from sprox.formbase import AddRecordForm
from formencode import Schema
from formencode.validators import FieldsMatch
from tw.forms import PasswordField, TextField

form_validator =  Schema(chained_validators=(FieldsMatch('password',
                                                         'Passwords do not match'}),))
class RegistrationForm(AddRecordForm):
    __model__ = User
    __require_fields__     = ['password', 'user_name', 'email_address']
    __omit_fields__        = ['_password', 'groups', 'created', 'user_id', 'town_id']
    __field_order__        = ['user_name', 'email_address', 'display_name', 'password', 'verify_password']
    __base_validator__     = form_validator
    email_address          = TextField
    display_name           = TextField
    verify_password        = PasswordField('verify_password')

class UserCrudConfig(CrudRestControllerConfig):
    new_form_type = RegistrationForm

class MyAdminConfig(AdminConfig):
    user = UserCrudConfig

class RootController(BaseController):
    admin = AdminController(model, DBSession, config_type=MyAdminConfig)

Again, notice we override the “user” attribute of AdminConfig, which AdminController introspects to determine how to create a controller for the User object.


Overriding a Table

Often times you will want to hide some columns which are not very useful to the user, such as id keys that point to relations within the object. The TGAdmin allows you to override these parts of the system using the Sprox Base classes. Here is an example of how to create an AdminConfig which limits the User table to display_name and email_address:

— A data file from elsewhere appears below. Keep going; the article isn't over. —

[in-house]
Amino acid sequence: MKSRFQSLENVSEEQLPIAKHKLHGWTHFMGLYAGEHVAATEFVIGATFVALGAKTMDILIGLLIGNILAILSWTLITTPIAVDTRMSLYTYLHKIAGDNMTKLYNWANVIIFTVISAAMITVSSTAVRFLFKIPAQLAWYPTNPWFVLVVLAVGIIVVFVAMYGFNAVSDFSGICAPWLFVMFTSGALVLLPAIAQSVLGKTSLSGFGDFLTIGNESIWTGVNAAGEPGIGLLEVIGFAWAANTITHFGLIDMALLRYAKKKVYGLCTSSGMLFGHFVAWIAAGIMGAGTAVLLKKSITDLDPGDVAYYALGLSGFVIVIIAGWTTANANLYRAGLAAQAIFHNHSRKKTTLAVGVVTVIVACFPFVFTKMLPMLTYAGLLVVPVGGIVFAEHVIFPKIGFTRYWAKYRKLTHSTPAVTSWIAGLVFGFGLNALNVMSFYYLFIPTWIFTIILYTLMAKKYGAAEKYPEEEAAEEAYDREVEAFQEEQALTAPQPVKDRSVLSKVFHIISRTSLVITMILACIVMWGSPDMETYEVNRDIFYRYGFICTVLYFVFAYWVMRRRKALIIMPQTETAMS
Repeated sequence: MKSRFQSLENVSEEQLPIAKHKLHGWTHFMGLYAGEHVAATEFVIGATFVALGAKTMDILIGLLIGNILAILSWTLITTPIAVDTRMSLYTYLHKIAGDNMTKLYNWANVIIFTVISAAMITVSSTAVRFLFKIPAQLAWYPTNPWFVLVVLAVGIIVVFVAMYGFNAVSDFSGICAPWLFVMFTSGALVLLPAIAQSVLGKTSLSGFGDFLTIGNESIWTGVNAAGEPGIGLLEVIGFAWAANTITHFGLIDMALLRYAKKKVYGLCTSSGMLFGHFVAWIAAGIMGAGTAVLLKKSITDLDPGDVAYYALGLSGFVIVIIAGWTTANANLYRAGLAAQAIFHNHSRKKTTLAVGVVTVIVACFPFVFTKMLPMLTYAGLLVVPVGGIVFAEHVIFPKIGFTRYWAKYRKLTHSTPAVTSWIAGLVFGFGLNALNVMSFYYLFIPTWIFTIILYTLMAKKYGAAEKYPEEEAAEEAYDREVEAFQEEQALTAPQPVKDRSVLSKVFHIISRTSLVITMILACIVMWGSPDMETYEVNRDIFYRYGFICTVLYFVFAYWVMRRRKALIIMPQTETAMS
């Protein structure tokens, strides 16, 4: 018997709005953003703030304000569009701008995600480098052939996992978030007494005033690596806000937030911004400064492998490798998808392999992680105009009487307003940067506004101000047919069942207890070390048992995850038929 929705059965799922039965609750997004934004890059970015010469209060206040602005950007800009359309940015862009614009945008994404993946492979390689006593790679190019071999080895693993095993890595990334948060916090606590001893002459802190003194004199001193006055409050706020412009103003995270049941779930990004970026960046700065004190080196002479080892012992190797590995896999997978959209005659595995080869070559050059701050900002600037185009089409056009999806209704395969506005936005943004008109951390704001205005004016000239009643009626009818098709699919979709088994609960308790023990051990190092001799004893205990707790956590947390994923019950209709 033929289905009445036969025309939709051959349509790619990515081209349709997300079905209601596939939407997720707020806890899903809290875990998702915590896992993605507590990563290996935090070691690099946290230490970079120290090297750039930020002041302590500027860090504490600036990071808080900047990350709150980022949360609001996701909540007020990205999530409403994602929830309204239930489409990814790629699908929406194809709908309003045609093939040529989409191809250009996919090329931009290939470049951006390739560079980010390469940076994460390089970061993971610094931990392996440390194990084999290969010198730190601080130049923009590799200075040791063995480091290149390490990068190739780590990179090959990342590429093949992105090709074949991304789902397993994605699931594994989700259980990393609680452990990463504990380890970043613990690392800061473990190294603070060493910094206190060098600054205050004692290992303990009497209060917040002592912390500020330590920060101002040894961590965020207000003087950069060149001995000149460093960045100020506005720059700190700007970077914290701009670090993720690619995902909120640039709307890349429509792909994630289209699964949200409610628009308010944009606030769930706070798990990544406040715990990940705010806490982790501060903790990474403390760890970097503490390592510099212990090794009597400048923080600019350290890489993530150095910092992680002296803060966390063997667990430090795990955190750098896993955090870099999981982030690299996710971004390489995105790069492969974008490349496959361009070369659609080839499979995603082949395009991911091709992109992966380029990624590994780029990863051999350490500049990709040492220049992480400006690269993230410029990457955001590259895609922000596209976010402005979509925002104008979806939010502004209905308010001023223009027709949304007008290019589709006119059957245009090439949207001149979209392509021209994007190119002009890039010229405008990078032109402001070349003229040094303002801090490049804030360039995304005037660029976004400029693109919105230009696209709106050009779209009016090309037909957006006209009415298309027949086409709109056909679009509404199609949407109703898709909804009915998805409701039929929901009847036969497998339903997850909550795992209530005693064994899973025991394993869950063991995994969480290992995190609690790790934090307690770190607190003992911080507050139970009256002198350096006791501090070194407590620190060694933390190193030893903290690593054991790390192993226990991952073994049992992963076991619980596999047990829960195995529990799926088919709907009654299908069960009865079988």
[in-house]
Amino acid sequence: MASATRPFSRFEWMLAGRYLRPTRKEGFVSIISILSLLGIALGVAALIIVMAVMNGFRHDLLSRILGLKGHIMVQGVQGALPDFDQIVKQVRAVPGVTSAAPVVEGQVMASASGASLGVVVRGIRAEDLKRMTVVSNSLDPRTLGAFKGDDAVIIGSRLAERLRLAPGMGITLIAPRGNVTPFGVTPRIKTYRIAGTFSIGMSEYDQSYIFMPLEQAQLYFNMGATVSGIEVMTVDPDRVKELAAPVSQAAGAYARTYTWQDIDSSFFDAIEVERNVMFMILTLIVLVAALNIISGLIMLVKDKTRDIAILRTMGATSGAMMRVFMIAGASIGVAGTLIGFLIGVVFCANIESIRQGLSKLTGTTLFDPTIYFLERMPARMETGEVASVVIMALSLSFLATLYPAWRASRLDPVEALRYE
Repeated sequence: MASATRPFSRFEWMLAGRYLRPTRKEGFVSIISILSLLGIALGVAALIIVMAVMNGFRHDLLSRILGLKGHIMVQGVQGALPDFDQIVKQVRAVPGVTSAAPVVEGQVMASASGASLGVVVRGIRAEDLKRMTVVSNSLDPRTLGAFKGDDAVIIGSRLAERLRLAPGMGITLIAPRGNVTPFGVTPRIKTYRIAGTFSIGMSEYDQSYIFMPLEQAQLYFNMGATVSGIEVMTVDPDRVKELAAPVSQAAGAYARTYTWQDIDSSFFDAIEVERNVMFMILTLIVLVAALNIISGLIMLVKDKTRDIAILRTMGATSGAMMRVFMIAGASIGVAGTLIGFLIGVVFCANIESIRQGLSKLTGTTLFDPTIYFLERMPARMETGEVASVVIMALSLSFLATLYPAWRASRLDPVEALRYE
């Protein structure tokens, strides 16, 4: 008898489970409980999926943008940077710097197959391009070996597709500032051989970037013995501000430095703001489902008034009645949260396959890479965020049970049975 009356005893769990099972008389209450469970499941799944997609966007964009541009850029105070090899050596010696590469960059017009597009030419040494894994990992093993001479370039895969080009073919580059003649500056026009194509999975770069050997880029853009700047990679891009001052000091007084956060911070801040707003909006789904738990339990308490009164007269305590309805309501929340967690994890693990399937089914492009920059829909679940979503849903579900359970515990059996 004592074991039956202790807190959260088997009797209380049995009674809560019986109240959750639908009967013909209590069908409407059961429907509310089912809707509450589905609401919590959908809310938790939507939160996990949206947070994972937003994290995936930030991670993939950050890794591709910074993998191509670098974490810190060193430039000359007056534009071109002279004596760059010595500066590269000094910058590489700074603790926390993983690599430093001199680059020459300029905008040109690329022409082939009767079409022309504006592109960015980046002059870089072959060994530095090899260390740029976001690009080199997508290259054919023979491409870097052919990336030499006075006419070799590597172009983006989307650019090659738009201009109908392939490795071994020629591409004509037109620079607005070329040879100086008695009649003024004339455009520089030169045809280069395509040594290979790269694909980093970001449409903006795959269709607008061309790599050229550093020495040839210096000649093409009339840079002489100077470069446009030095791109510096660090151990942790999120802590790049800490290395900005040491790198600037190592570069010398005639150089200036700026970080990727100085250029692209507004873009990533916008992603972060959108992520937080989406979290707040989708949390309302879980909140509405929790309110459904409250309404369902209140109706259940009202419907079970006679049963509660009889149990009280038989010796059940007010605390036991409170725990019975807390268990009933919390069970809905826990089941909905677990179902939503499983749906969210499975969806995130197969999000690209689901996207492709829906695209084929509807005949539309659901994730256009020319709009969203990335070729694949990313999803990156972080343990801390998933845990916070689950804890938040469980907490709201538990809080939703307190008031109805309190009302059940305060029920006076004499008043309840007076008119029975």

from tgext.admin.config import AdminConfig, CrudRestControllerConfig
from sprox.tablebase import TableBase
from sprox.fillerbase import TableFiller

class MyAdminConfig(AdminConfig):
    class user(CrudRestControllerConfig):
        class table_type(TableBase):
                __entity__ = User
                __limit_fields__ = ['display_name', 'email_address']
                __url__ = '../user.json' #this just tidies up the URL a bit

        class table_filler_type(TableFiller):
                __entity__ = User
                __limit_fields__ = ['user_id', 'display_name', 'email_address']

class RootController(BaseController):
    admin = AdminController(model, DBSession, config_type=MyAdminConfig)

You may have noticed that the table_filler_type’s limit_fields includes ‘user_id’. This is because the CrudRestController needs to have access to the primary keys in the model in order to perform it’s dispatch.

Um, where’d my Dojo go?

Now the tables aren’t being rendered by Dojo, so let’s add that back. Simply replace your Sprox imports with:

from sprox.dojo.tablebase import DojoTableBase as TableBase
from sprox.dojo.fillerbase import DojoTableFiller as TableFiller

Overriding All Form types for the CRUD Controllers

Perhaps you have a CrudRestControllerConfig of your own design. You can make it the default for all of the CrudController creation in your config.

class MyCrudRestControllerConfig(CrudRestControllerConfig):

class MyAdminConfig(AdminConfig):
    DefaultControllerConfig = MyCrudRestControllerConfig

Wait a minute, is this is _just_ an Admin tool?

You may have keyed in on something. TurboGears Admin can be utilized to support more than just Administrative tasks. Since it is secured the same way the other TurboGears controllers on, you could use it for any user on your system. The myriad of ways you can override different parts of the system mean that this tool could be an excellent resource for rapid prototyping of a web application, or even as a provider of placeholder for future components.